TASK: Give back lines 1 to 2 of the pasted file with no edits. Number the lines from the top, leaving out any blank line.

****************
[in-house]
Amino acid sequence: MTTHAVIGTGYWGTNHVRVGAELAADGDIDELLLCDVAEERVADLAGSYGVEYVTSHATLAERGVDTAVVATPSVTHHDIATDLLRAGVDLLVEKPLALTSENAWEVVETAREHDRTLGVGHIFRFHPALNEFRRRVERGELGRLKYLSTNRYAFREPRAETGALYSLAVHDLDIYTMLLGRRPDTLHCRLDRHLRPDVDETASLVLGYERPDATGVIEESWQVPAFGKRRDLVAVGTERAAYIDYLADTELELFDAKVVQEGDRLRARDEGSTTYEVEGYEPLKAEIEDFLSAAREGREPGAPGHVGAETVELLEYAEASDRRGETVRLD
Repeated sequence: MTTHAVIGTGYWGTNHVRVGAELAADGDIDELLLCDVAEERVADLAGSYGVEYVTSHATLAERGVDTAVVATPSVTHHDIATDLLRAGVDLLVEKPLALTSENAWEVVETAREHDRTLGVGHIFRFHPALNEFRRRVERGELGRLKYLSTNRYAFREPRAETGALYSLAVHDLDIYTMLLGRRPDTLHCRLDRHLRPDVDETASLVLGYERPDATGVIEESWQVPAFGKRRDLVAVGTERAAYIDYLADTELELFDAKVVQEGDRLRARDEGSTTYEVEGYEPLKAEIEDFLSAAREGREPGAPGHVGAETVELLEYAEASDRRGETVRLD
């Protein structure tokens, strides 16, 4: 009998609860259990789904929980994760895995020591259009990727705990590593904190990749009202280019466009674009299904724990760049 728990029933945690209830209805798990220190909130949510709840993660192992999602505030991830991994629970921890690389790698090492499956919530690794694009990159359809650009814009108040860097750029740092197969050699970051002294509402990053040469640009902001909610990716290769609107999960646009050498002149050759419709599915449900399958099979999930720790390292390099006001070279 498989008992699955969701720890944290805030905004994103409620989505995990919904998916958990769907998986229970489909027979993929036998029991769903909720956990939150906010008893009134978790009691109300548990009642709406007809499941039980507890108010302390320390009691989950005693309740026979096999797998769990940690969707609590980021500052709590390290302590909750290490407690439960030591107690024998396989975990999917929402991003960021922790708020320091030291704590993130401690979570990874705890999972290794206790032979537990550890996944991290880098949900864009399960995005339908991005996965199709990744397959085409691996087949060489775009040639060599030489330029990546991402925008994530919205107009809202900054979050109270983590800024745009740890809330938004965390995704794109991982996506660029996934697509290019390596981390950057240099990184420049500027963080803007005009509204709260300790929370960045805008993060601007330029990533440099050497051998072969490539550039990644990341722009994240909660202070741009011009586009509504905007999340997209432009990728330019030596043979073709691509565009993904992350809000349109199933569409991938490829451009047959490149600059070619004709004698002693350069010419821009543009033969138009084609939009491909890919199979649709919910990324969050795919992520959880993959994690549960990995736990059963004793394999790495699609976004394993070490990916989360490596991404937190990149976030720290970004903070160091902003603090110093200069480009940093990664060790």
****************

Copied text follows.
[in-house]
Amino acid sequence: MTTHAVIGTGYWGTNHVRVGAELAADGDIDELLLCDVAEERVADLAGSYGVEYVTSHATLAERGVDTAVVATPSVTHHDIATDLLRAGVDLLVEKPLALTSENAWEVVETAREHDRTLGVGHIFRFHPALNEFRRRVERGELGRLKYLSTNRYAFREPRAETGALYSLAVHDLDIYTMLLGRRPDTLHCRLDRHLRPDVDETASLVLGYERPDATGVIEESWQVPAFGKRRDLVAVGTERAAYIDYLADTELELFDAKVVQEGDRLRARDEGSTTYEVEGYEPLKAEIEDFLSAAREGREPGAPGHVGAETVELLEYAEASDRRGETVRLD